Louis Bloom is a street-smart petty thief who stumbled into another way of earning more money. He would prowl the streets at night in the quest of some lurid or bloody crime or accident scene to film, with the main purpose of selling this footage to a news station for broadcast (also known as a "nightcrawler"). In order to one-up his competition, Bloom would not be too shy to do something underhanded in order to get the best scoops or shots. KWLA station news manager Nina Romina falls for Bloom's sensational video stylings and uses his graphic videos to push her low-rating station up in the network wars.
One day, being at the right place at the right time, Bloom was able to shoot video footage of a violent triple murder in a supposedly safe and affluent L.A. suburban neighborhood even before the police arrive on the scene. Aside from upping his price and his name, this event also pushes Bloom's brand of unethical media manipulation to more despicable levels.
This film is a total showcase for actor Jake Gyllenhaal to fully show off his commitment to method acting. His Louis Bloom is downright creepy and disgusting. His physical transformation is remarkable. Thin, gaunt and slouched, there was definitely no dashing and heroic "Prince of Persia" Jake here. From his work in "Zodiac", "Brokeback Mountain", "Prisoners" and "Enemy", we already know that Gyllenhaal is a serious film actor. He hits his peak transformative performance with this sick role. I will not be surprised if Gyllenhaal earns his second Oscar nomination with this disturbing portrayal upon which this whole film depended on.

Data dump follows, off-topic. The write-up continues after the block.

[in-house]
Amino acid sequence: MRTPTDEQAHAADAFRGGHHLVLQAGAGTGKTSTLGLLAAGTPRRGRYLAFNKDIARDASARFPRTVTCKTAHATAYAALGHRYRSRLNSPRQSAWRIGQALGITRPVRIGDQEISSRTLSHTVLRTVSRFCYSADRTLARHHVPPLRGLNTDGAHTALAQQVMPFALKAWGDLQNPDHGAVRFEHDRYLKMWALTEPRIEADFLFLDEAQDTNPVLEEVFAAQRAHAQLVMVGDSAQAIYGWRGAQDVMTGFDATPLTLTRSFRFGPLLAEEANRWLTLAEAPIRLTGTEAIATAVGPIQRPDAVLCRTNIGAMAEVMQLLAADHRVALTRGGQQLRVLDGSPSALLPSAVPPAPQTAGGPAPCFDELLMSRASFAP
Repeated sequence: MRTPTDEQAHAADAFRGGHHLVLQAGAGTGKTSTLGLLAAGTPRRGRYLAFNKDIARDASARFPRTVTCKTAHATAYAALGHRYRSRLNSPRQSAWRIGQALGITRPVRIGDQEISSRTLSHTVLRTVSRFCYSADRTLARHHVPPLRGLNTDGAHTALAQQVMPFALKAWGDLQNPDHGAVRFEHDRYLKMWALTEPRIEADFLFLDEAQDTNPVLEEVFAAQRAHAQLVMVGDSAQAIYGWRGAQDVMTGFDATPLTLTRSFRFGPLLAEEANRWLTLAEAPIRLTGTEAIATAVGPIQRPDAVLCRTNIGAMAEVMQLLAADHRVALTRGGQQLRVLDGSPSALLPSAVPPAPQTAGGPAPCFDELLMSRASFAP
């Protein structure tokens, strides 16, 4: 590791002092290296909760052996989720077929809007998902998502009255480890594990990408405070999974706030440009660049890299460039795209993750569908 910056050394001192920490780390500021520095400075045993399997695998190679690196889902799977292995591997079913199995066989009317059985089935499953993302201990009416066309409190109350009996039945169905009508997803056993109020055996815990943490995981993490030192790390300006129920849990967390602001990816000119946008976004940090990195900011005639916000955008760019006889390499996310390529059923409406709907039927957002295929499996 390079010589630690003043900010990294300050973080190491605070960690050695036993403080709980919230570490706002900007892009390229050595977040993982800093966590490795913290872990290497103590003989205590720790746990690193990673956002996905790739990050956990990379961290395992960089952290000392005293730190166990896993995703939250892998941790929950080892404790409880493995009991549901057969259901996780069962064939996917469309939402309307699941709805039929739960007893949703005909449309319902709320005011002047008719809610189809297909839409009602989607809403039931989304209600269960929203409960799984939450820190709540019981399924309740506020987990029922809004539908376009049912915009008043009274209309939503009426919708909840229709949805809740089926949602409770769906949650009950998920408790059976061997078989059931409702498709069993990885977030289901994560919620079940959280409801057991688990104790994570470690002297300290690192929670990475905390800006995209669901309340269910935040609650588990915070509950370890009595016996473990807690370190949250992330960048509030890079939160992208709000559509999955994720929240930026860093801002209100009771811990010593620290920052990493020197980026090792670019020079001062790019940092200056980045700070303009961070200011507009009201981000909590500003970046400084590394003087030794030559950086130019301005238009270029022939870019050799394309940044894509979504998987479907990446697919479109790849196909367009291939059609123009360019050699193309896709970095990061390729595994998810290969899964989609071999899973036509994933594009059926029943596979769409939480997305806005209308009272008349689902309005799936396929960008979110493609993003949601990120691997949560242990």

The supporting cast does efficient work as well. Rene Russo plays Nina. It was very good to see the glamorous star from the 80s and 90s back in a substantial role worthy of her beauty and talent. Bill Paxton, another star from the 80s and 90s, has a smaller but marked role as Joe Loder, a veteran nightcrawler who was Bloom's main competitor. British indie film actor Riz Ahmed gets his Hollywood debut here playing Rick, the clueless guy Bloom takes on as an employee. He basically represented what all of us in the audience felt like watching the contemptible Bloom and his unmitigated greed so close up.
Writer Dan Gilroy does pretty good work for his first directorial job for a feature film, realizing his own vision for an original screenplay he himself wrote. He was able to effectively work in a sense of black comedic commentary on the current cutthoat state of network news. He was able to create much thrilling suspense in the action scenes in the second half of the film that kept us at the edge of our seats.
But this film is really all about Jake Gyllenhaal and his loathsome portrayal of Louie Bloom, which will be henceforth entrenched in the list of the most morally reprehensible characters in movie history. 8/10.